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Salvatore delves into the life of the one of the most influential clergyman in twentieth-century African-American religious life, from his 1915 origins as a poor Mississippi farmboy to his early years as a preacher in Tennessee to his 1950s rise to acclaim in Detroit. Along the way, Franklin's charismatic preaching style revolutionized the sermon yet he was no saint away from the pulpit. His encouragement to proclaim both faith and dignity in the black community helped bolster the civil rights movement.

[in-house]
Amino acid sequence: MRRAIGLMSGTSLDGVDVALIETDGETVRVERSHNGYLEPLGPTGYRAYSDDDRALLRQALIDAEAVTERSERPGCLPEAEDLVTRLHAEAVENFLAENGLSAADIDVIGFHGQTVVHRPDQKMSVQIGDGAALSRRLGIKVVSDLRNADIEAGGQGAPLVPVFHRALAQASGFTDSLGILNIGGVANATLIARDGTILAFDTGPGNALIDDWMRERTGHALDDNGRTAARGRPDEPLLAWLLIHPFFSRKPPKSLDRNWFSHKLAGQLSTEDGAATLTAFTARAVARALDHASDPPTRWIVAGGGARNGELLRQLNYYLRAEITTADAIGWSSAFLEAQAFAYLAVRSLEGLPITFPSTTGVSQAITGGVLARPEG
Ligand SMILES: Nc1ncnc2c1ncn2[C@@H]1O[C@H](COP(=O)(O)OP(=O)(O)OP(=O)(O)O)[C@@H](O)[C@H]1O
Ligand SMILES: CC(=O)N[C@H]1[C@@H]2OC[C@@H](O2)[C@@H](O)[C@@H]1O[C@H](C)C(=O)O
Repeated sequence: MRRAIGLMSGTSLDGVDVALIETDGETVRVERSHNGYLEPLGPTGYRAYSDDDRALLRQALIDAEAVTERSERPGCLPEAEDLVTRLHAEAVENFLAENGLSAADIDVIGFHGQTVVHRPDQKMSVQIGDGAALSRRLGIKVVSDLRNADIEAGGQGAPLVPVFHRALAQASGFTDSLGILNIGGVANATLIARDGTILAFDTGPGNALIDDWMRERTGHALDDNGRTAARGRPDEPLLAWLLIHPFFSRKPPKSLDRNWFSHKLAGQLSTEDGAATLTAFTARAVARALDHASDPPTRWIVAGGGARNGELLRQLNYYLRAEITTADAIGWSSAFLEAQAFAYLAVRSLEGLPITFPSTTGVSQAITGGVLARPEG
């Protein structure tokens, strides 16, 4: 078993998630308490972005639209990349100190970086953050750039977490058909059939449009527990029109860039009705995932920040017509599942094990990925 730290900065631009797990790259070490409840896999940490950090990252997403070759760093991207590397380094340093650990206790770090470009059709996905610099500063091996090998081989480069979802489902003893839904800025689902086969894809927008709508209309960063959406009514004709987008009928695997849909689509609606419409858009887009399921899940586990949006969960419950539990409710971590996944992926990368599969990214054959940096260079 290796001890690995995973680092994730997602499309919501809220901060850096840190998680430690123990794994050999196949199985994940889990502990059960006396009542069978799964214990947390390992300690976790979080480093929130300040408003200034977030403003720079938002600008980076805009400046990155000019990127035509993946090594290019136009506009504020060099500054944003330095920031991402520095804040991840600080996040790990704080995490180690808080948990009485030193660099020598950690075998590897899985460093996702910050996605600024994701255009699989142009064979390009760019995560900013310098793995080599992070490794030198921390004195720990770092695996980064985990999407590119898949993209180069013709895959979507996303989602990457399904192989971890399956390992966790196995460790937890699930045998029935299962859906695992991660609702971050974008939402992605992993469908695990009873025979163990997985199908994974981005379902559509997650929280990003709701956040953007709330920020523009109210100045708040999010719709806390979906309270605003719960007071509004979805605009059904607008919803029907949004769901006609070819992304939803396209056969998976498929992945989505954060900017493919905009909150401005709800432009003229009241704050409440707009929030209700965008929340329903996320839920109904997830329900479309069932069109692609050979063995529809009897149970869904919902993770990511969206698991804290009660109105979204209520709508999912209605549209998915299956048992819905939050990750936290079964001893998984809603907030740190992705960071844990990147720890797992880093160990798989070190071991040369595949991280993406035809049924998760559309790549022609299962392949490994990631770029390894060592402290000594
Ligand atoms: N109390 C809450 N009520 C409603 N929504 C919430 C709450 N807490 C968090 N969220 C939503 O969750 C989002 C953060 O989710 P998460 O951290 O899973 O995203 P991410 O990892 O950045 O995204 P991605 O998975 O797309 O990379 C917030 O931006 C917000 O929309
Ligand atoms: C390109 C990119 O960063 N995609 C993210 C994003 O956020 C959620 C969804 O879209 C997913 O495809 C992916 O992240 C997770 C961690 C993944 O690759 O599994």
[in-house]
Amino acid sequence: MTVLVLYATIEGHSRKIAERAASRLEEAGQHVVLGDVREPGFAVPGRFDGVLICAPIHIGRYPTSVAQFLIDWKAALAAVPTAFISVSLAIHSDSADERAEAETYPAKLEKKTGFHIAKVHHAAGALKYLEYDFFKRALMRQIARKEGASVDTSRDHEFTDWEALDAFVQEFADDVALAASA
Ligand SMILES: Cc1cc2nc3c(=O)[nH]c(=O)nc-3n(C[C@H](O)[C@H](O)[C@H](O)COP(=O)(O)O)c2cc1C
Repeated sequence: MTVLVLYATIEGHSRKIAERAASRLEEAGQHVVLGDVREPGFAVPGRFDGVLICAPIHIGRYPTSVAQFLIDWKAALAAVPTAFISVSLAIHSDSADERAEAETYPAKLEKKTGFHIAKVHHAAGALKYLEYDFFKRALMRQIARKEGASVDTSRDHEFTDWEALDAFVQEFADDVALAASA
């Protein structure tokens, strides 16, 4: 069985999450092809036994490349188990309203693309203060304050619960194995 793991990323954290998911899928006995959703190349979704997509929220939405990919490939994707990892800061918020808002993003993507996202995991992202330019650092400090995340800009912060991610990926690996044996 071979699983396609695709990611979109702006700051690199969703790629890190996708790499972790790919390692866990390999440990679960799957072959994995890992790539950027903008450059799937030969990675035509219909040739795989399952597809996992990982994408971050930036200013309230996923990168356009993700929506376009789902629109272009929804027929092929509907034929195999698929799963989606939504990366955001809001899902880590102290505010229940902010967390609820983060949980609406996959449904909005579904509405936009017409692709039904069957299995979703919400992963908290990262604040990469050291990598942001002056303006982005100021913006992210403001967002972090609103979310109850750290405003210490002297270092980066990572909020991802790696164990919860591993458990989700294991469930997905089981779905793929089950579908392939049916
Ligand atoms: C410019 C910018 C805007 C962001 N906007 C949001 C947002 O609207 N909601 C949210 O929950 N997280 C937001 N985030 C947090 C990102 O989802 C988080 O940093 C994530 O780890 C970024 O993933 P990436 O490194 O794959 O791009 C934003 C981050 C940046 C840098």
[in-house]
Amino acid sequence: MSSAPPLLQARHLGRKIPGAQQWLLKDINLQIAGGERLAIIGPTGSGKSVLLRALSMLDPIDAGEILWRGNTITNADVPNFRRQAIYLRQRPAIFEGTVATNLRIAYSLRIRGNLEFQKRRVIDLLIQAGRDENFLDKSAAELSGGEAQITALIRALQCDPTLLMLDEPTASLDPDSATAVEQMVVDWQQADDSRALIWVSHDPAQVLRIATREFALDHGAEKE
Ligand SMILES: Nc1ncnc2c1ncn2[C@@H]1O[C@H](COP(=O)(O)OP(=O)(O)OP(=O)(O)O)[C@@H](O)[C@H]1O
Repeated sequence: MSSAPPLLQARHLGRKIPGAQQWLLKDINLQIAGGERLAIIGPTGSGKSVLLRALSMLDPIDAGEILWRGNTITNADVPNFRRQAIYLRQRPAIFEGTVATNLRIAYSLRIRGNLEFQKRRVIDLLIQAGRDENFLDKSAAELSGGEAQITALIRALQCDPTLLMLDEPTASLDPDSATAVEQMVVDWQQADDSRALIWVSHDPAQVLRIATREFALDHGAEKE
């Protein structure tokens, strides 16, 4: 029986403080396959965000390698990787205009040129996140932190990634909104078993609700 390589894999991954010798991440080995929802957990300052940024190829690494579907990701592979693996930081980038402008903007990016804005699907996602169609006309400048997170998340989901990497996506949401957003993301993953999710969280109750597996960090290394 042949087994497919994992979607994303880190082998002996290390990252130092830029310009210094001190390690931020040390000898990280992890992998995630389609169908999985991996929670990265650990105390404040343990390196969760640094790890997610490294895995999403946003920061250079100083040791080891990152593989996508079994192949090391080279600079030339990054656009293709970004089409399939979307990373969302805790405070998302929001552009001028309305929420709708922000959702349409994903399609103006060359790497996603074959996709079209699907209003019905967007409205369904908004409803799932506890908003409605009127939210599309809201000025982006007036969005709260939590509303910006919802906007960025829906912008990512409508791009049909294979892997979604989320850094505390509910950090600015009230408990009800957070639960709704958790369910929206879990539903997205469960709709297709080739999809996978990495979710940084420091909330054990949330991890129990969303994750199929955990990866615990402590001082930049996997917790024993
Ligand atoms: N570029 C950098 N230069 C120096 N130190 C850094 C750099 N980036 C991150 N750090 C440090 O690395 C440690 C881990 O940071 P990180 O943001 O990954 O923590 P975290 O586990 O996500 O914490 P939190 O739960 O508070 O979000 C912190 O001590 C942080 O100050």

Suggested Citation
Salvatore, N. A. (2005). Preface [Electronic version]. Singing in a strange land: C. L. Franklin, the black church, and the transformation of America (pp. xi-xii). New York: Little, Brown and Company.

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© Little, Brown and Company. Reprinted with permission. All rights reserved.